El Alamein is a township about 105 kilometers from Alexandria, and if you have never heard of it before, you are among the throngs who could say the same. While not well known, El Alamein boasts some fantastic beachfront and historical sites everyone should endeavor to look into at least once in a lifetime.
El Alamein, claimed Winston Churchill some time ago, has the best climate on the planet. Summer and winters are separate here, and it lays claim to a huge stretch of white sand beach with pacing turquoise and sapphire ocean waters. Some rocky outcroppings add visual interest to the scenery, but swimming here can be difficult due to the rocky bottom. It is deeply beautiful and picturesque, with the polished sands perfect for sunbathing, lazing, sand sports, playing or just walking on. There is a luxury gated community here, where the upper crust of the Egyptian elite resides, and every morning is inspired by the sight of the beach as it glistens in the early light. Other hotels and resorts make their home here, too, for those interested in a stay.
Not 20 kilometers away is another beach named Sidi Abdel Rahman, a luxurious resort set on the shining white sands and crystalline waters of the Red Sea. Here, the swimming is excellent as the ocean is calm and safe, thanks to the reef breakwater further out. These beaches are the most western of those available in Egypt, where the beach culture and expectation are different. Cocktails and bikinis are the norm in this area, but other places tend to be more conservative and others just outright crowded. Because they are relatively unknown, El Alamein and Sidi Abdel Rahman are magnificent options for the Westerner looking for luxury and an exquisite getaway.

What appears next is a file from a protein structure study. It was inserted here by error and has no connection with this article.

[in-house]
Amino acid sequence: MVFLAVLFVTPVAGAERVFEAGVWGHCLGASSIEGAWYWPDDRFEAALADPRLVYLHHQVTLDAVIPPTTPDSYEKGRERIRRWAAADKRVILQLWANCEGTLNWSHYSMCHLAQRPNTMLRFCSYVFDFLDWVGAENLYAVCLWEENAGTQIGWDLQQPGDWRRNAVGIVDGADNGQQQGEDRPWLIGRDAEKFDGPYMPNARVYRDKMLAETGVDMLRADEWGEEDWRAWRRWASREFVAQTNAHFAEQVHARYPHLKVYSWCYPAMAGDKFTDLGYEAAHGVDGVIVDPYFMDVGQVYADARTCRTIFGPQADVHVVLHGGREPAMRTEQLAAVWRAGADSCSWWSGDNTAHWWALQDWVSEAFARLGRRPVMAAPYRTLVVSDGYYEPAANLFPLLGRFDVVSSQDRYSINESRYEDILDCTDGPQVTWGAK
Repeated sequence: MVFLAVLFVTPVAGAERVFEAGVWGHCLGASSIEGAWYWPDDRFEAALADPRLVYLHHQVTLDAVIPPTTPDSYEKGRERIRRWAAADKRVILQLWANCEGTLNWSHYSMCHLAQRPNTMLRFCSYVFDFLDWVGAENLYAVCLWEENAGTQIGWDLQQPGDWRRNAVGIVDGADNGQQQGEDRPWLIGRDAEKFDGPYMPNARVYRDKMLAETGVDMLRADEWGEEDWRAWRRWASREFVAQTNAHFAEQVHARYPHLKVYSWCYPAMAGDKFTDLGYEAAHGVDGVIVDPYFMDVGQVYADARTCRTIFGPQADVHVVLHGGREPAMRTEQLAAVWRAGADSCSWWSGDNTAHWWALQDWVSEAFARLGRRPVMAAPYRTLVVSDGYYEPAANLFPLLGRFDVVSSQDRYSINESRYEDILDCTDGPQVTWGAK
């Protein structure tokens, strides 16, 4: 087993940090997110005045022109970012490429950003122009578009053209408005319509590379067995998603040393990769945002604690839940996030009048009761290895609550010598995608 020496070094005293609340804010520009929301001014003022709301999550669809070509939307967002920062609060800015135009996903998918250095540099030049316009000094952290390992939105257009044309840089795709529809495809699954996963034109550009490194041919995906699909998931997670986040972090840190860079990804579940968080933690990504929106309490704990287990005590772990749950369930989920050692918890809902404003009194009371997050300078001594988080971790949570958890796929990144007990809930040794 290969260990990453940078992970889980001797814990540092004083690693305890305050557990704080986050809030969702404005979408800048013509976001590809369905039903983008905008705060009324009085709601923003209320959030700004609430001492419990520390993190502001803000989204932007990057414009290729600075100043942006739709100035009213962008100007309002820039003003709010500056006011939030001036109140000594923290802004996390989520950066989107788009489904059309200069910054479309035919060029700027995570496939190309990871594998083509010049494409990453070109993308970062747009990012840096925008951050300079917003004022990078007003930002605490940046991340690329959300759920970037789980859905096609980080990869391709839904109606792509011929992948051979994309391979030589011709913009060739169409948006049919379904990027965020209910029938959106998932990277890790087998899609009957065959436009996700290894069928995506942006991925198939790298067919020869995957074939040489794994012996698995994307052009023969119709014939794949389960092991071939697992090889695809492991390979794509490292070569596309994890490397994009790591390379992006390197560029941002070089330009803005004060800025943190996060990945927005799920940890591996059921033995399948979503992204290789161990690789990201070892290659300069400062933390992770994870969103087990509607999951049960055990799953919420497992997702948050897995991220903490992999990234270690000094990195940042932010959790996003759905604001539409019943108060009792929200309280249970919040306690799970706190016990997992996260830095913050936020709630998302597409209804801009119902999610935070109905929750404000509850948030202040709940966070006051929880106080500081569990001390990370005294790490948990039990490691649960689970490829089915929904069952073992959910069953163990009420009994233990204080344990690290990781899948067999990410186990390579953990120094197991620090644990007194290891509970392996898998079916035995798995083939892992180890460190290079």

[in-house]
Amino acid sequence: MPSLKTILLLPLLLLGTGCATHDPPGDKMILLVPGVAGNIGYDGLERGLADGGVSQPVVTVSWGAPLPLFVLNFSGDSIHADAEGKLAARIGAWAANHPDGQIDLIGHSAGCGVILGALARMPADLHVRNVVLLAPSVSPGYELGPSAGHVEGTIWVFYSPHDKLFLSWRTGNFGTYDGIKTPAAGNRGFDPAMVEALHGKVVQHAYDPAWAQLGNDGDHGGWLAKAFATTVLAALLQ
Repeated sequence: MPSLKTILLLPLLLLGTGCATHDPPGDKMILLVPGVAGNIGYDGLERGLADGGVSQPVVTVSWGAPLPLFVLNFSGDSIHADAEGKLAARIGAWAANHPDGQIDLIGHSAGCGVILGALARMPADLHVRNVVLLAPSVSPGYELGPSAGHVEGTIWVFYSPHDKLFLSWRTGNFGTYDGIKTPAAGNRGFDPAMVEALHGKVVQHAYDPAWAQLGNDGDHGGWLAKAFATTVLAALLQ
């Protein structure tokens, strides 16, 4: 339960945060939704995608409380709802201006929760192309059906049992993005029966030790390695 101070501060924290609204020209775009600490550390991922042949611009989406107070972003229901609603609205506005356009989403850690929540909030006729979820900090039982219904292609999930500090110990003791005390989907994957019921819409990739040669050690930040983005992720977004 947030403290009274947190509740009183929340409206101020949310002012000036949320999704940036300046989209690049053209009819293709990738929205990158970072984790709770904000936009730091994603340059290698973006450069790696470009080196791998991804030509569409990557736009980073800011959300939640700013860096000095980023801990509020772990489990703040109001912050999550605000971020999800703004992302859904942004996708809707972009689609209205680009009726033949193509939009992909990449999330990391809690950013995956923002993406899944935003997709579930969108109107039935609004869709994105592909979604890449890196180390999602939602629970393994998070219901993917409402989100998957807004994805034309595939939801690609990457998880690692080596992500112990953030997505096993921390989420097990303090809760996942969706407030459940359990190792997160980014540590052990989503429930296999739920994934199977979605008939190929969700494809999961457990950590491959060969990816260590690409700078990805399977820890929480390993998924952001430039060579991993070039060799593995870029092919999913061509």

However, while not known for its beach, El Alamein is known for its vast World War II commemorative park, where thousands of soldiers who gave their lives are buried or remembered. El Alamein is famous in the annals of history where the Allied troops gained a great victory over the Axis powers early in the war, and changed the face of the North African campaign. Field Marshall Rommel of the German-Italian forces was said to have used the El Alamein beach for recreation. The war museum and war memorial based here are huge draws among Europeans and definitely worth an unhurried visit if in the area.
Other beaches are close by the town, where a small hook of land twists inward to face El Alamein. All western-located are Lido Beach, the Shahata al-Gharam (the Beach of Lovers) and, approximately seven kilometers outside of town crouches, Cleopatra Beach, where the famous Queen is said to have bathed, though swimming there is difficult. Just a meter off shore, the beach plunges sharply, leaving it perhaps good for experienced divers, but not ideal for recreational swimmers.
With some shores better for sunning or picture-taking rather than swimming, there is still much to be enjoyed at and near El Alamein, including the war museum, which is a definite bonus. Egyptian luxury is famous around the world, so a vacation at a resort here is second to none. Experience it for yourself at stunning El Alamein.